Louis Allen January 31, 1964

     On January 31, 1964, Louis Allen (Allen), an African-American male born April 25, 1919, was murdered in his driveway as he was opening the gate to his home in Amite County, near Liberty, Mississippi.  Allen suffered extensive trauma from three shotgun blasts to the head.  Allen’s body was discovered shortly after midnight by his XXX, XXXXX (XXXXX) and his XXXX, XXXXX (XXXXX).  XXXXX and XXXXX immediately drove to the home of Amite County Sheriff, Daniel Jones (Jones), advised Jones of their discovery and requested Jones’ assistance.  Jones contacted Dr. Bridges (Bridges), informed him that Allen had been shot, and asked that Bridges accompany him to the Allen residence. 

Ollie Shelby, Jr. January 22, 1965

According to contemporaneous articles in the Jackson, Mississippi Clarion Ledger newspaper, on January 22, 1965, Ollie Shelby, Jr., the 18-year-old African-American victim, was shot and killed by Hinds County Sheriff’s Department (HCSD) Deputy E.O. Sanderford, the subject, at the Hinds County Jail.  The victim had been transferred to the jail after being charged with making an obscene gesture at a white woman.  At a local Coroner’s Inquest, Jackson Police Department (JPD) XXXXXXX testified that, on the day of the shooting, he and XXXXXXX were transferring the victim and six other inmates from the city to the county jail.  According to XXXXX, the victim first tried to escape by pushing XXXXX out of the jail elevator.

James Earl Motley November 20, 1966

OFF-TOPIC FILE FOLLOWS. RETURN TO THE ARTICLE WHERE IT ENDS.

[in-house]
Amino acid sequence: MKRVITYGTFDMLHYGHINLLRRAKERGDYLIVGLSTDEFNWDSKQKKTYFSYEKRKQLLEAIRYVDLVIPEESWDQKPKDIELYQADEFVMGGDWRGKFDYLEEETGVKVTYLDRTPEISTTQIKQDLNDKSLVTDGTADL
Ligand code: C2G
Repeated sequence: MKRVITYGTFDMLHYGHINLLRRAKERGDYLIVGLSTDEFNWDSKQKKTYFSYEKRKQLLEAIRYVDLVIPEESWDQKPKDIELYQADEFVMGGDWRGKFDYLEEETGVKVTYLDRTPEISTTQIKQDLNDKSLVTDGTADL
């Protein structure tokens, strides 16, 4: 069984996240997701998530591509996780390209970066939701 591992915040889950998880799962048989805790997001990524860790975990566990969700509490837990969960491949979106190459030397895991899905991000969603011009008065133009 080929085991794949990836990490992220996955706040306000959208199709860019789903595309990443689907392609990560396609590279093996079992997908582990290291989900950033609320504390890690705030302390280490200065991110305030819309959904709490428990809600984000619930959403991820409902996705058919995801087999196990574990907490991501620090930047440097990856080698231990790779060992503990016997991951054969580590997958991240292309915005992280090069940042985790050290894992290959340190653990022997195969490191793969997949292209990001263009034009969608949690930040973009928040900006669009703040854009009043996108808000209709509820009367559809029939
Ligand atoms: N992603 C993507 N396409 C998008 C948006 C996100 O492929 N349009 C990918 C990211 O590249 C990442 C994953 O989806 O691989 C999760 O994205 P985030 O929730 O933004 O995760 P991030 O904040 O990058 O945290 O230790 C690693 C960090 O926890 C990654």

On November 20, 1966, at approximately 3:30 a.m., James Motley, the 27-year-old African-American victim, died in the Elmore County jail (the jail) as a result of head injuries.  Earlier that morning, Elmore County Sheriff’s Office (ECSO) Deputy Harvey Conner, the subject, had stopped the car in which the victim was a passenger for a traffic violation.  During the course of the traffic stop, the victim told the subject that he did not have jurisdiction because the traffic violation had occurred in a different county.  The subject was reportedly offended by this comment and ordered the victim to exit the vehicle.  The victim complied, whereupon the subject hit the victim in the head several times with a slapjack or similar object. 

Hilliard Brooks August 12, 1950

On August 12, 1950, Montgomery Police Department (MPD) Officer Marvin Mills, the white subject, fatally shot Hilliard Brooks, the 22-year-old African-American victim, in the abdomen on a crowded street in Montgomery, Alabama.  The victim died from his injuries the following day.  According to media reports, the shooting occurred at approximately 3:45 p.m., after the victim created a disturbance on a bus and used foul language in front of female passengers.  The bus driver requested assistance from the subject, who was patrolling nearby as a traffic officer.

Johnnie Robinson September 15, 1963